As you probably know, tires have an essential role in keeping you in control. Tires cushion the weight of your car, grip the road through rain or shine and help you stop when it matters most. That's why it's important to keep your tires in the best possible shape. One simple way you can maintain your tires is by rotating them regularly.
Why Rotate Your Tires?The front and rear tires on your car wear differently. Your front tires carry more of your car's weight, which causes front tires to wear down faster than the rear ones. Also, making turns wears the front tires at different rates. For instance, in the U.S., we generally take left turns faster than we do right turns. This puts more load on the right front tire, which results in the right tire wearing faster than the left. After thousands of miles of driving, uneven tread wear is bound to happen.
When you rotate your tires from one position to another, you equalize these natural wear patterns. Tire rotation helps give you a smoother, safer ride. Plus, you extend the life of your tires, which saves you money in the long run.
How Often Should You Rotate Tires?Check your owner's manual first for the recommended tire rotation schedule for your vehicle. We recommend rotating them every 3,000 to 5,000 miles, even if they don't show signs of wear. An easy way to remember is to do it whenever you change your oil.
Tools NeededNeed a lift? Pep Boys has all of the ramps, car jacks, car dollies and engine hoists and stands you need to support your vehicle and help you rotate your tires.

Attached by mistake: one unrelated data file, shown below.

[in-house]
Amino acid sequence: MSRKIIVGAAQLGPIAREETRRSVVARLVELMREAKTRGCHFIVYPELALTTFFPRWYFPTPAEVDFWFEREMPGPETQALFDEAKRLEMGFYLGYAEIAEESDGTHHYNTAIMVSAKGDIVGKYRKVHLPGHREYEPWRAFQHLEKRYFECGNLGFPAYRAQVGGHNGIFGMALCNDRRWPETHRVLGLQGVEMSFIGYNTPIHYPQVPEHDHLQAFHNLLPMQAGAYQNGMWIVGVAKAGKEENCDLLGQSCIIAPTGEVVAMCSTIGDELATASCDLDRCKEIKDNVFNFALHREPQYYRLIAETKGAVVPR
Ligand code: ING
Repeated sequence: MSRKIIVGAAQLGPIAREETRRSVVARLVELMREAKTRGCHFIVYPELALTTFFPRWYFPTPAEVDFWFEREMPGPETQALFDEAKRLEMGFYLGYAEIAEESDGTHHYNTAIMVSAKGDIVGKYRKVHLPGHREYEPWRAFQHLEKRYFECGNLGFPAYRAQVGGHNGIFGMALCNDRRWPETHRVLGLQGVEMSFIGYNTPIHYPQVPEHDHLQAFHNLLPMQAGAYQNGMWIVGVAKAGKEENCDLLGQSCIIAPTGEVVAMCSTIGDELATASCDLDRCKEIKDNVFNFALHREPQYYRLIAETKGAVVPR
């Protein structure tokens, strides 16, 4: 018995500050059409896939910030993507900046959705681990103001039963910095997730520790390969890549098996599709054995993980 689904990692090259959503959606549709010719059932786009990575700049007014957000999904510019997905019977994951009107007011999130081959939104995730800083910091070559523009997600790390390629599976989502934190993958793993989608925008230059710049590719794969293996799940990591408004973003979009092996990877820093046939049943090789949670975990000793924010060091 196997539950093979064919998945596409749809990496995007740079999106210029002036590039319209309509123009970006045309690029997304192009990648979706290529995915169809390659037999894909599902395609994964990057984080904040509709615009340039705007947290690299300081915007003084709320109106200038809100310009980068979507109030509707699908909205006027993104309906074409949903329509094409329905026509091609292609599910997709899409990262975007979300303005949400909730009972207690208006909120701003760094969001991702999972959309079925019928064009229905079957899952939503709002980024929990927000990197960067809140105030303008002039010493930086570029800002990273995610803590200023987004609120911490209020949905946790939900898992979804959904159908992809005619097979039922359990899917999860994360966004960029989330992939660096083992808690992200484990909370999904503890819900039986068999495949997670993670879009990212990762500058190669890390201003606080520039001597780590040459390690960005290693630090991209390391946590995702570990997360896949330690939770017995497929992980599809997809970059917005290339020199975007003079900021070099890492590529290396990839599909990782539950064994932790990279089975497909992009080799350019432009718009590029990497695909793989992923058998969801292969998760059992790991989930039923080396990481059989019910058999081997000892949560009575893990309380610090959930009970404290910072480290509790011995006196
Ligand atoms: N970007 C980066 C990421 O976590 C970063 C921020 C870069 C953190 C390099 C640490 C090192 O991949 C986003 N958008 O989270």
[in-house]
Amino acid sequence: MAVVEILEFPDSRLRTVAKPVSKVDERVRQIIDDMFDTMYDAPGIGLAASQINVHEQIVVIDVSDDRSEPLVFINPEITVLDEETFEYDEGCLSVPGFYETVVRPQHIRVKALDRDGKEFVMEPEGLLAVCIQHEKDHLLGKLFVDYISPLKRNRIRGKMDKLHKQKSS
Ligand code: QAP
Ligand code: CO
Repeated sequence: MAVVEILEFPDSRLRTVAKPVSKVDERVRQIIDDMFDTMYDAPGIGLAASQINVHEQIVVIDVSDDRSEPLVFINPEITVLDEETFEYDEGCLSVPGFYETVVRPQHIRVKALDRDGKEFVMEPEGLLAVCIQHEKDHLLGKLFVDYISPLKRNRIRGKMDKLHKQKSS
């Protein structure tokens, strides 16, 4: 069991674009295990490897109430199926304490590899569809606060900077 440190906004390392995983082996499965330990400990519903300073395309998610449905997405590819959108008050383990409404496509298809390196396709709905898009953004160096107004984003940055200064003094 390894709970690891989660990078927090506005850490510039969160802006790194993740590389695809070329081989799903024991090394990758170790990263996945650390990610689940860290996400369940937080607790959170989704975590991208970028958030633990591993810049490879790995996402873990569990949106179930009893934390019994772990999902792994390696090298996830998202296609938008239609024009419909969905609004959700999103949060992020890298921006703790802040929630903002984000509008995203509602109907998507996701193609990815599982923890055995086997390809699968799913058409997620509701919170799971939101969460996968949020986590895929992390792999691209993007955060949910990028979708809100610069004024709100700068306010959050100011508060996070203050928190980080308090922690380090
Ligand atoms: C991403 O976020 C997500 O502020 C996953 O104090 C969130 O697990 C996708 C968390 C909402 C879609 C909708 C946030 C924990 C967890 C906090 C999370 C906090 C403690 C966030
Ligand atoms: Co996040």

Rotation Pattern: Directional or Non-Directional TiresBefore you start loosening the lug nuts, you need to know what pattern you are going to use to rotate your tires. The way you rotate your tires depends on whether your car has directional or non-directional tires.
Rotating Your Tires: Step-by-Step
- Engage the parking brake for your safety.
- Loosen the lug nuts on all your wheels. You don't want to take them completely off yet; loosening them now will make unscrewing them when the car is elevated much easier.
- Lift up one wheel with the car jack and place the jack stand underneath it. If you have only one or two jack stands, you'll need to plan how you're going to proceed with lowering and raising your car. (Because you have fewer stands, you'll also spend more time lowering and raising your car in order to switch them out.)
- Remove the tires and rotate them according to the appropriate pattern for your tire type. When you place a tire back onto the wheel mount, screw the lug nuts on by hand as far as you can.
- Lower the car from the jack stands. Take the lug wrench and tighten the nuts even more. It's best to work the lug nuts diagonally from one to another, in a star pattern. This ensures even tightening. Tightening the lug nuts unevenly can warp the brake rotor.
- And that's it! Repeat these steps after 3,000 to 5,000 miles.